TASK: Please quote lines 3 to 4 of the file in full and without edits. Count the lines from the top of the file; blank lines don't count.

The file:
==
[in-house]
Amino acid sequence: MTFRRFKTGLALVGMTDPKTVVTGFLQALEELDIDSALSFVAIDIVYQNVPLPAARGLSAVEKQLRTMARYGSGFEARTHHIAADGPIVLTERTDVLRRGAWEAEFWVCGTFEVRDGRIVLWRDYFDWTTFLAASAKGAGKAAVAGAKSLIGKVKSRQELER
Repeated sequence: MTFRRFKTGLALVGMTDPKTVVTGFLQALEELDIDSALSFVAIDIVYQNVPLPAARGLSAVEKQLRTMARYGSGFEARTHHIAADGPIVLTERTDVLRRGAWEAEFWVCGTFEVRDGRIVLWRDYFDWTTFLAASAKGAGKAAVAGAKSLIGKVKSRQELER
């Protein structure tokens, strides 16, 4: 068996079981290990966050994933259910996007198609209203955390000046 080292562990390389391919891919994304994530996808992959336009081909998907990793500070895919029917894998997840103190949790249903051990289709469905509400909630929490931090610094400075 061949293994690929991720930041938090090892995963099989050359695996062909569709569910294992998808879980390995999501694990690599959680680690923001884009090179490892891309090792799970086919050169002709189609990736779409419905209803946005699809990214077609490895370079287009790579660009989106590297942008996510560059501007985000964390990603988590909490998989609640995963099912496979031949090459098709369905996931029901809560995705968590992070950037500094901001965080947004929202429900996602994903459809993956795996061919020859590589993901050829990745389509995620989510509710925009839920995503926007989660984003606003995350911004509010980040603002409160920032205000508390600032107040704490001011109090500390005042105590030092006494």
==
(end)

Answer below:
Repeated sequence: MTFRRFKTGLALVGMTDPKTVVTGFLQALEELDIDSALSFVAIDIVYQNVPLPAARGLSAVEKQLRTMARYGSGFEARTHHIAADGPIVLTERTDVLRRGAWEAEFWVCGTFEVRDGRIVLWRDYFDWTTFLAASAKGAGKAAVAGAKSLIGKVKSRQELER
């Protein structure tokens, strides 16, 4: 068996079981290990966050994933259910996007198609209203955390000046 080292562990390389391919891919994304994530996808992959336009081909998907990793500070895919029917894998997840103190949790249903051990289709469905509400909630929490931090610094400075 061949293994690929991720930041938090090892995963099989050359695996062909569709569910294992998808879980390995999501694990690599959680680690923001884009090179490892891309090792799970086919050169002709189609990736779409419905209803946005699809990214077609490895370079287009790579660009989106590297942008996510560059501007985000964390990603988590909490998989609640995963099912496979031949090459098709369905996931029901809560995705968590992070950037500094901001965080947004929202429900996602994903459809993956795996061919020859590589993901050829990745389509995620989510509710925009839920995503926007989660984003606003995350911004509010980040603002409160920032205000508390600032107040704490001011109090500390005042105590030092006494």